But I didn’t mind this. The plot and presentation make up for any mild frustration at the combat difficulty. The level of detail and believability in this world is excellent. It’s got all the nooks and crannies and crafting that Skyrim has, but in a much dirtier, more realistic depiction of fantasy medieval life. You’re very much in the seamy underbelly of the world here. Drunks piss on walls outside the tavern. Ugly peasants shelter from the rain and call you a freakish bastard behind your back. Hookers and drug dealers trick or blackmail you into helping them. Helping them is usually what you’re trying to do, just to earn enough scratch to get by in life, but don’t expect gratitude with your measly coin pouch. The people who are supposed to be your friends are usually taking advantage of your amnesia to get your sword on their side without really telling you why. It all feels thoroughly believable, if dirtily so. There’s an amazing and enjoyable variety of characters to interact with, and they’re all as entertainingly foul-mouthed and filthy-minded as you’d expect from something whose predecessor involved a collectable set of cards representing all the people you could shag in-game.
The sex is still on, with plenty of fairly graphic cut scenes. Lovely if you like that kind of thing, which I absolutely don’t because my wife could walk in behind me at any moment. It’s restricted more to the main plot than it used to be, but I’m happy with that myself. Rather than womanising his way through every village he gets to, I prefer my Geralt to focus on his angsty past and kidnapped girlfriend. And in the meantime, he can go around aiding or preventing local crime as the mood takes me, desperately saving up enough coin through winning arm wrestles and bar fights in order to get the equipment he desperately needs to take on any of the monster quests. They pay better, but even a professional Witcher with a pack full of explosives will need a few upgrades, or at least good (and expensive) intelligence before trying to take on a pack of giant beetles.
I like this. It all feels gritty and dirty and realistic. It’s a struggle to get by financially as a Witcher, as we all know from personal experience. You need to think a bit about what you’re taking on and how to do it, rather than just grinding for loot. But it could be slow and a little over-tough to a more casual gamer. The size of the game makes pacing a slight issue, too – if you’re trapped in a town besieged by not just wraiths but invading kings too, do you really have time to fetch 88 harpy feathers for the crazy old man in the quarry? But you’re always rewarded if you do put the time in, with well-written quests and moral choices that genuinely make you wrestle. Even the harpy feather quest proves to be well worth it in the end. No easy good-v-bad stuff here, just lots of murk. Both sides in any argument are always well-justified, and you can really feel the consequences of your actions when people you like or sympathise with get it in the neck. And there is a huge amount of content, including two entirely different versions of act 2 depending on your earlier choices. Like the combat, it’s more focused than the original Witcher, though, and there’s much less trudging across the same three streets over and over.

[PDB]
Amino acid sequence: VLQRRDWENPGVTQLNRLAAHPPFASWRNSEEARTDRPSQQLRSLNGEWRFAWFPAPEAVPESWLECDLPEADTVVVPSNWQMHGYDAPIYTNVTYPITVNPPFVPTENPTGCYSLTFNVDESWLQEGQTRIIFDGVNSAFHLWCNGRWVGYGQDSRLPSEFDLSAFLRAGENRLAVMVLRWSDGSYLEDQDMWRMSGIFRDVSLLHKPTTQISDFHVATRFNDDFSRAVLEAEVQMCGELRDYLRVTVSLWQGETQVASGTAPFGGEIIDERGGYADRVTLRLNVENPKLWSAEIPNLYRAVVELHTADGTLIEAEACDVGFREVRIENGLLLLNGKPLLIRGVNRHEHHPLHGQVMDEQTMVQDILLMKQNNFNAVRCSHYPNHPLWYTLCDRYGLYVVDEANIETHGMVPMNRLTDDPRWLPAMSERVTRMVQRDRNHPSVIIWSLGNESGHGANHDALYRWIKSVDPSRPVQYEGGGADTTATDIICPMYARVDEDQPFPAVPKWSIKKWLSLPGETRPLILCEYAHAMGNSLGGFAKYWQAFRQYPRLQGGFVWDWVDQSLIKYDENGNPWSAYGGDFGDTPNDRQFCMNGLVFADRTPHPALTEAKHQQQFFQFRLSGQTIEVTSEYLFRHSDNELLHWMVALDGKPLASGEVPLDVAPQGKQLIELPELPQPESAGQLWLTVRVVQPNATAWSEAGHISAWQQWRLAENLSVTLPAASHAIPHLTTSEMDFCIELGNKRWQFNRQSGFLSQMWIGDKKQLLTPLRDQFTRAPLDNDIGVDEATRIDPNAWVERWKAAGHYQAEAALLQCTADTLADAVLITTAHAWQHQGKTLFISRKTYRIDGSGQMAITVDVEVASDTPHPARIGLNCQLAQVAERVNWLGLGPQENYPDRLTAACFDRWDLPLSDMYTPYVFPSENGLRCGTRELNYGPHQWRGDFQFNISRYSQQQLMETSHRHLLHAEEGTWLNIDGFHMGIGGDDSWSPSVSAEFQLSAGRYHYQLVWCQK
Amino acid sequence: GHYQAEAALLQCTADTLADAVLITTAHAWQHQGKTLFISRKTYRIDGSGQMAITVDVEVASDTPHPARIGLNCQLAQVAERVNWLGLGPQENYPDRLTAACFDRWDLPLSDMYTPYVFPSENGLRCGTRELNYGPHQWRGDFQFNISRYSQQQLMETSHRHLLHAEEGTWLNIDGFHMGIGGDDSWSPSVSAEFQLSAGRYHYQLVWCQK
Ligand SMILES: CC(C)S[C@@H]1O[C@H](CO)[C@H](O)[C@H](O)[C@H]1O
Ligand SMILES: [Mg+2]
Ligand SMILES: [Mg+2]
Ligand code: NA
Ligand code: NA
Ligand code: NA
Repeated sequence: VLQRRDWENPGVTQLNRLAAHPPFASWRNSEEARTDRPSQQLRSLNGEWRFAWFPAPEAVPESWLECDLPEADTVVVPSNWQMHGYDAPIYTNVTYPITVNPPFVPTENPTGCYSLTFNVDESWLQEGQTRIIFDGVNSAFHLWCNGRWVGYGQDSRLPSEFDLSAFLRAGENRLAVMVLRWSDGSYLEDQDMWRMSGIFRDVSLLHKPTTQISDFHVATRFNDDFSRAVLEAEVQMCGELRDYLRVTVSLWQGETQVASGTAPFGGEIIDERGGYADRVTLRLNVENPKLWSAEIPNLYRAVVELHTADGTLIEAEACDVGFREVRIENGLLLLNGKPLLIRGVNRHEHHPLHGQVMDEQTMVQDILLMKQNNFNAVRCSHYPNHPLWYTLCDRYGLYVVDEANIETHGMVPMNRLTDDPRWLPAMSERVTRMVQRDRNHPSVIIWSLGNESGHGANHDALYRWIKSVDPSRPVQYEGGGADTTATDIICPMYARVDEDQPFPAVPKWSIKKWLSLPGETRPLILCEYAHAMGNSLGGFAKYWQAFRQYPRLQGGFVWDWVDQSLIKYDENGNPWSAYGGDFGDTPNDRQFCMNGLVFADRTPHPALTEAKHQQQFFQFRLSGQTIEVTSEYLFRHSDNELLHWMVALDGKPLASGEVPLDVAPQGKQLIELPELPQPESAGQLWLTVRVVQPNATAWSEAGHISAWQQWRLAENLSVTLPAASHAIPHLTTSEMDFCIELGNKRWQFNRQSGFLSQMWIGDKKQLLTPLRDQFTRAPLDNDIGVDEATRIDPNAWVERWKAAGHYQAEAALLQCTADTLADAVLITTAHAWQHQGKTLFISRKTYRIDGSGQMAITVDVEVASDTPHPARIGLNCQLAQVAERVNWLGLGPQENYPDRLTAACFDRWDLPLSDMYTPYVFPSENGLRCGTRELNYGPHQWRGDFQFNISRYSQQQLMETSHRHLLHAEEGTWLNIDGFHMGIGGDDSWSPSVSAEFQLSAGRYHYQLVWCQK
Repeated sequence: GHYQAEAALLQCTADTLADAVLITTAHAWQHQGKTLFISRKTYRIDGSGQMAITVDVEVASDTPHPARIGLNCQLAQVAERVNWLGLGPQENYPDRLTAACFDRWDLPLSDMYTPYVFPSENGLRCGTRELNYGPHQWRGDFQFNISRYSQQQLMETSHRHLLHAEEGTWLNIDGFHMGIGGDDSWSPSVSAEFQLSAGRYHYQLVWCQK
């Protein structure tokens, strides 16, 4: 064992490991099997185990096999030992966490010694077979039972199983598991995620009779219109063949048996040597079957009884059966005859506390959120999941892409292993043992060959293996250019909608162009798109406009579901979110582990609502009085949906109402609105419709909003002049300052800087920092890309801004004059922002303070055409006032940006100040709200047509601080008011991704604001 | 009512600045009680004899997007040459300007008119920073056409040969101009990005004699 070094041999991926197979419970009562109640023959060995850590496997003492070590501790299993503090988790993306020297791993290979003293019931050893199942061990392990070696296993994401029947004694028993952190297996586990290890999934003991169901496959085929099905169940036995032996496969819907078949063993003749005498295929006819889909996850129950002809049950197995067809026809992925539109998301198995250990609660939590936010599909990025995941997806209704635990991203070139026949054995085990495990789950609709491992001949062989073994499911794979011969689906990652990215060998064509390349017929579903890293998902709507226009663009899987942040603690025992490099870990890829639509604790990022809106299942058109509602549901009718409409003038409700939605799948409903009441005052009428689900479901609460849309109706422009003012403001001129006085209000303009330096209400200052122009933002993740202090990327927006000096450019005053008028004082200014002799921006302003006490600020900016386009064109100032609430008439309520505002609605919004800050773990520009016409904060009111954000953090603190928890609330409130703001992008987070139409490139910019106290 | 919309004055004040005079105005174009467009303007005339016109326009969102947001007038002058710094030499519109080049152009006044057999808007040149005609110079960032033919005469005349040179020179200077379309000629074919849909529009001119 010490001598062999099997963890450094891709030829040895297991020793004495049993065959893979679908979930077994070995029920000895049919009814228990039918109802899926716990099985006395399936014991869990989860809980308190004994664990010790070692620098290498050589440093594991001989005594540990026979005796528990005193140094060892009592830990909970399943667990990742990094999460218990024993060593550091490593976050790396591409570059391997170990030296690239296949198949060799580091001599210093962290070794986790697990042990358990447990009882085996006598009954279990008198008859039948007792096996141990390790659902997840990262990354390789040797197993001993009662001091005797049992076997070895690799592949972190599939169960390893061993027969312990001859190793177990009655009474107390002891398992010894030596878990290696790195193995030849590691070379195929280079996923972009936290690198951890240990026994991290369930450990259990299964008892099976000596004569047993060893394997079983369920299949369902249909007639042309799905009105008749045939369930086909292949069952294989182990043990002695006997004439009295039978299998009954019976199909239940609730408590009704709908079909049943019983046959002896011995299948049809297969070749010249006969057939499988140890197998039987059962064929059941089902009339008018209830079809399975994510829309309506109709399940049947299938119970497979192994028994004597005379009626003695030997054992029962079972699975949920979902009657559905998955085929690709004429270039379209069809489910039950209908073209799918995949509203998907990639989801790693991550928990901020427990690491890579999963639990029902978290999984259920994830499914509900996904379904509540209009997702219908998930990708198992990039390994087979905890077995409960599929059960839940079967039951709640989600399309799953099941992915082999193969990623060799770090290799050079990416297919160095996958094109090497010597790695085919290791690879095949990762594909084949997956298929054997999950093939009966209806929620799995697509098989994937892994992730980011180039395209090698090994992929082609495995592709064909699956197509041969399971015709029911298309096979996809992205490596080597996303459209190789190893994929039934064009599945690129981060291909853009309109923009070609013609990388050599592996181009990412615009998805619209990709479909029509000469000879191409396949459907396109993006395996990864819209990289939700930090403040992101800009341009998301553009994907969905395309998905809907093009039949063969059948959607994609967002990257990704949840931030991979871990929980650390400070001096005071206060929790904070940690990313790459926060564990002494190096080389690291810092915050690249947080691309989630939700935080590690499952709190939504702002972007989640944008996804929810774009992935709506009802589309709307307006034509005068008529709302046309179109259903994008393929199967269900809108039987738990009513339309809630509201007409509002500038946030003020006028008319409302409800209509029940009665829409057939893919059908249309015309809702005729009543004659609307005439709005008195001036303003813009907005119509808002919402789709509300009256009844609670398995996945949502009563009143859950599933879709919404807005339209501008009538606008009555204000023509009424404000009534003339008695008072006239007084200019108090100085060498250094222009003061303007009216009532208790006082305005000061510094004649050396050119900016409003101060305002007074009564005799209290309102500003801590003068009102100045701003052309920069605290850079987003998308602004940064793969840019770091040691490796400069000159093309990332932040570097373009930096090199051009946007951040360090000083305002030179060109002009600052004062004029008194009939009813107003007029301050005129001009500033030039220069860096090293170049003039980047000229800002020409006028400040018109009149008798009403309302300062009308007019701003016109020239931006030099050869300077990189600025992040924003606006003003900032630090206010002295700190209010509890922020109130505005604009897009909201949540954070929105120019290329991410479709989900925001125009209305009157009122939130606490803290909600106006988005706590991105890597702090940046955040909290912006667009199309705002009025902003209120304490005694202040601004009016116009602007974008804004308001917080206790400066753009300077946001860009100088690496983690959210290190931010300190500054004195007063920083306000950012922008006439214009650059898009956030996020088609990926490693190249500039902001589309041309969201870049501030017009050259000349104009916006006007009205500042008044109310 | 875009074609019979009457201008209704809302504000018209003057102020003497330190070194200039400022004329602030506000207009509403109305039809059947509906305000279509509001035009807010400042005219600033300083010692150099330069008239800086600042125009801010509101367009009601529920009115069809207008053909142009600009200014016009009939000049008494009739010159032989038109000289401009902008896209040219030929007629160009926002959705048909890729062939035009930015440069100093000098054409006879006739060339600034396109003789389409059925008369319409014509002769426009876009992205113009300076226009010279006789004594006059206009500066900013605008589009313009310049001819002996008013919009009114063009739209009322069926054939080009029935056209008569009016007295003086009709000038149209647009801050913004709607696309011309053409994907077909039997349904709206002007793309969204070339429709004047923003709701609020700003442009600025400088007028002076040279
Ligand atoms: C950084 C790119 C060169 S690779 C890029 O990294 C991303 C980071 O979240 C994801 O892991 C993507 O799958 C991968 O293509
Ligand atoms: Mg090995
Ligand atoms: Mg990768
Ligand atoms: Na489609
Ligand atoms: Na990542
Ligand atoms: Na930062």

The voice acting is excellent, especially the Scottish and Welsh accents featured on a lot of the characters. Good music too. The script’s a bit incoherent in places, although often very funny, and there are many poorly-introduced characters, people you are perhaps expected to know of from the books. The full extent of the politicking going on is probably only apparent to real fans. But the journal system is comprehensive and very entertainingly written – I’d recommend it to clear up any confusion, it’s sometimes easier to follow than the cut scenes. Geralt is a master of po-faced sarcasm, but despite his many primal ur-man moments remains intelligent and sympathetic throughout. The graphics are stunning, giving an indelible sense of place and time rarely matched in other similar games.
And best of all, the game’s makers have been slowly adding in new features since the launch. The tutorial I mentioned came with a free combat arena expansion. And this month sees the release of the Enhanced Edition, which all previous editions automatically upgrade to. It adds even more depth, quests and characters than ever before. This is a good game, and a good time to buy it. Get in there.